• Thank you so much for writing this! I may just print it out and keep it somewhere where I can see it often..

      You’re right about flaws in favourite novels. (What are your favourites, by the way?) As for the popularity of trash: I’ve always thought of that as indicating a flaw in the reading public, rather than primarily in the writer..

      Thank you again for your helpful, thoughtful comment 🙂

      • riverstwilight

        Happy to be able to offer a helpful perspective.

        I think the writers I most wanted to be like are Neil Gaiman, Peter S. Beagle, Ray Bradbury, Joan D. Vinge, and Madeleine L’Engle. All of their books on my list of favorites.

        The Graveyard Book by Neil Gaiman is one of two I give as a gift if I know a friend hasn’t read them yet. The Hobbit is the other. The book snob in me wants to brag that I love everything by Tolkien, but the truth is that everything else he wrote put me to sleep. I really did try to read it all, but Bradbury was more fun.

        Watership Down and the Hitchhiker’s Guide to the Galaxy are favorites as well. If you can find a copy of The Forgotten Beasts of Eld, it is worth the time it took to look for it. Little Women, Anne of Green Gables, and Heidi are still on my list as well. 1984 and The Handmaid’s Tale are breathtaking.

        Thank you for responding to my comment and for liking my newest post!

  23. Great post! I think all writers (if they’re honest) feel the same way. I know I do. Every time I sit down to write a new piece of flash fiction, I think “Can I still do this?”
    Hope your Nano is going well.
    Thanks for commenting on my link on Artipeeps! 🙂

  24. I agree, all writers mostly think they suck.. and you know, as Hemmingway said, “the first draft of everything is sh*t”. The key is being able to allow yourself to suck completely! The genius isn’t in the writing, it’s in the editing and revising. I see this every day and it’s so true. NaNo only works if you let yourself be really bad. So you use the same word three times in one paragraph. Or you can’t figure out the pithy way to say what you want to say. Write the non-pithy version, because when you come back to it to revise and edit, and find that perfect expression, the sun will shine and you will feel the glow of your inner (and often ignored) genius! I like your blog, my brother put me on to it!

  25. I promise it’s true! I won NaNo last year, and found that NaNo is really about getting a 50k story out of your head and on to paper. The revising and editing will bring it’s unique voice, cadence, and correct spellings! Sometimes trying to be good/great/perfect on your first draft is paralysing. I’m a total convert to allowing yourself to be a terrible writer in Nov! Maybe I’ll start a movement 😉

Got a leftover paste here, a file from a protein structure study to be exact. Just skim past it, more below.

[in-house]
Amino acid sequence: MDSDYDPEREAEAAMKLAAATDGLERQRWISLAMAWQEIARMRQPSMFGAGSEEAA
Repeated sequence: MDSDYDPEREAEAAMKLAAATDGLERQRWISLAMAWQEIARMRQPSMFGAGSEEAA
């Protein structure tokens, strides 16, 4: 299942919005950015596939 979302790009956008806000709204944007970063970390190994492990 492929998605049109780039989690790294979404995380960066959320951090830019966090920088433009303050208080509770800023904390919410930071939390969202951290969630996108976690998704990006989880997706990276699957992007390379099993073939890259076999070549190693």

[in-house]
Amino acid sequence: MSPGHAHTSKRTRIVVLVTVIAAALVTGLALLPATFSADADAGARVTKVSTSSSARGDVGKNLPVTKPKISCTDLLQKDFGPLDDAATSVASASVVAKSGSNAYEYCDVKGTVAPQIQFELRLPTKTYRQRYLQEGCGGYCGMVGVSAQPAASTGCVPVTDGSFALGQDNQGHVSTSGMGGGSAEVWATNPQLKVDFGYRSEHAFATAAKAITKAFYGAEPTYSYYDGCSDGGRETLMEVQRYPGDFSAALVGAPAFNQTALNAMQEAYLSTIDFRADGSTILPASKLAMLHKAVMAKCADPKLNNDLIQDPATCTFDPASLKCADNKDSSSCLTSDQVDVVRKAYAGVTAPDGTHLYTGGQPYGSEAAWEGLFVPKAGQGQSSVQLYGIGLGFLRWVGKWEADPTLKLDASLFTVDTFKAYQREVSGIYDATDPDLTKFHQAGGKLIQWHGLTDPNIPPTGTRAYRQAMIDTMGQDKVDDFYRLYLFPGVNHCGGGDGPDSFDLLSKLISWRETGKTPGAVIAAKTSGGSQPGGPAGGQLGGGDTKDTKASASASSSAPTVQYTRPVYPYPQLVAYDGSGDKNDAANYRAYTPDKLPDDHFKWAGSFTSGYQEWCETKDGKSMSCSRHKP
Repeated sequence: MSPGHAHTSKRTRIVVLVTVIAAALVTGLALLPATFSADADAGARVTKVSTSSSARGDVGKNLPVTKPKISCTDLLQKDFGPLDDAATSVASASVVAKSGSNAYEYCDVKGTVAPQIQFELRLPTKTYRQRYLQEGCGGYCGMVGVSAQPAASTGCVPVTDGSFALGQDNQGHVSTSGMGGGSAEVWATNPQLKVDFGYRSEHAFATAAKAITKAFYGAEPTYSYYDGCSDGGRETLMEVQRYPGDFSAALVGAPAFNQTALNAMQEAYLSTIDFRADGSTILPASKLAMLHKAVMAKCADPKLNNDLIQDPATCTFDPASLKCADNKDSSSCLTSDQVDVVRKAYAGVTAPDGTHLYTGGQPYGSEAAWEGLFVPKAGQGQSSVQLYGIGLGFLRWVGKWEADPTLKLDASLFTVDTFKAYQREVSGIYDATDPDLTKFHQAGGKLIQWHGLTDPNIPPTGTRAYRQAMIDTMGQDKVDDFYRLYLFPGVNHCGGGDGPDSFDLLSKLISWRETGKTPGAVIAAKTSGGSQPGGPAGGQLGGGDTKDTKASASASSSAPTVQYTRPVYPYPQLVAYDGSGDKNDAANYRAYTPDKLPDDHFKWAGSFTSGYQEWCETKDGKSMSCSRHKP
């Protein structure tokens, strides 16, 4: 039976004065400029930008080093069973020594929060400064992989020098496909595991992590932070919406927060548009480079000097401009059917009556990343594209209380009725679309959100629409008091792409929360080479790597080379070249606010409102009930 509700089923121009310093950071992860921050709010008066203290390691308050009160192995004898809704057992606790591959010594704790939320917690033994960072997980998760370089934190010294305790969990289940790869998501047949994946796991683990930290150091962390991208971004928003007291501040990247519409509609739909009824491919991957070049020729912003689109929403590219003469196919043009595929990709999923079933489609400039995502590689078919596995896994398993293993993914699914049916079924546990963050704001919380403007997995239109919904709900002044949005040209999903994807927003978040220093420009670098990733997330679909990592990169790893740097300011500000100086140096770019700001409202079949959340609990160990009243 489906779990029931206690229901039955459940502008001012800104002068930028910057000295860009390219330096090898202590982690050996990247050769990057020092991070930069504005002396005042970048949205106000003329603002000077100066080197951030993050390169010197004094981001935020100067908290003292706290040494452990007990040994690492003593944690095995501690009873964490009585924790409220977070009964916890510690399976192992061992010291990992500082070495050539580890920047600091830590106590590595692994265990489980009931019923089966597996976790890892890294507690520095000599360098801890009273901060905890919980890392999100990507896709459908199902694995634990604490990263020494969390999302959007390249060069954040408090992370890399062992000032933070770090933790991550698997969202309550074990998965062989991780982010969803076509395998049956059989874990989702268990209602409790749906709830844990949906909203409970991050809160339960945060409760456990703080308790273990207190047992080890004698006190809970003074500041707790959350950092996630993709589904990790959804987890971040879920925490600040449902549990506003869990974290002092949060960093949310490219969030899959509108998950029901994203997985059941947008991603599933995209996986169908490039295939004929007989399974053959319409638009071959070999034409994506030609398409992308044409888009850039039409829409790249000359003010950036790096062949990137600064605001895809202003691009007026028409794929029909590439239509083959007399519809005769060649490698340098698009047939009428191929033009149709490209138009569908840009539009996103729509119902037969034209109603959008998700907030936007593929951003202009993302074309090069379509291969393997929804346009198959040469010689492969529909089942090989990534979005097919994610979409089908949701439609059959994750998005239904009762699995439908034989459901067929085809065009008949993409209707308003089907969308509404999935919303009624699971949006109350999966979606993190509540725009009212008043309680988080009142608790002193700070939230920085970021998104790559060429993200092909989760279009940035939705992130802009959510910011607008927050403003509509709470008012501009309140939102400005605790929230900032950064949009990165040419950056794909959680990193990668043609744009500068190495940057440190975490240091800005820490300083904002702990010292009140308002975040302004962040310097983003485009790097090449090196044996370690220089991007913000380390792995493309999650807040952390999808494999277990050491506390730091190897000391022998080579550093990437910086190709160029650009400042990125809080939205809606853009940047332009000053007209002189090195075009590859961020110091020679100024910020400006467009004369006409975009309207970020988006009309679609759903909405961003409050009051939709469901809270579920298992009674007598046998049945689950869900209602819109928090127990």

26. I fear writing too!! Mostly it’s not the writing itself, but the fear that I will never have another new idea. Whether they are any good or not, well, that comes later.

    I highly recommend giving Nanowrimo a go though! I love it! Aside from the enforced writing, their are pep talks from various authors to encourage you along the way. I wrote a blog yesterday about the most recent pep-talk: check it out if your interested! 🙂 The basic premise behind it was that it is a writers job to write – not to judge the quality of the writing (because it’s too subjective for that), but to get it out into the world. http://heatherj22.wordpress.com/2012/11/29/inspiration-via-nanowrimo-and-our-final-winner/

  27. Pingback: Do you fear writing? Try these tips | onewildword

  28. I’m working through the classic book “The Artist’s Way”… a 12 week program for “creative recovery.” Also I recently read the book “The Courage to Write.” I recommend both for any writers afraid to embrace their true creative selves.

  29. You have nothing to fear except fear itself.

  30. I love the Philip Larkin quote–I feel the same, this intense desire to preserve.

  31. Thanks for visiting my blog. The War of Art by Steven Pressfield talks about beating the Resistance that keeps us from our creative endeavours. I’ve written a recommendation of it here: http://wp.me/p1wS7s-mb

  32. Pingback: new year’s REVOLUTION | a different daylight

  33. Pingback: What Fear Taught Me About Writing | The Bleeding Inkwell

  34. This article described me absolutely. I can effortlessly, blog … like breathng … but my fiction writing is like bungy jumping when I know the cord has never been tested.
    It reminds me of another dynamic with my personality: I want to sing before a crowd but I get stage fright every time and won’t… which explains why I have never tried Karaoke not even after flooding my gut with liquid courage.

  35. Pingback: Confession: I was a shameful closeted writer | Jen's Pen Den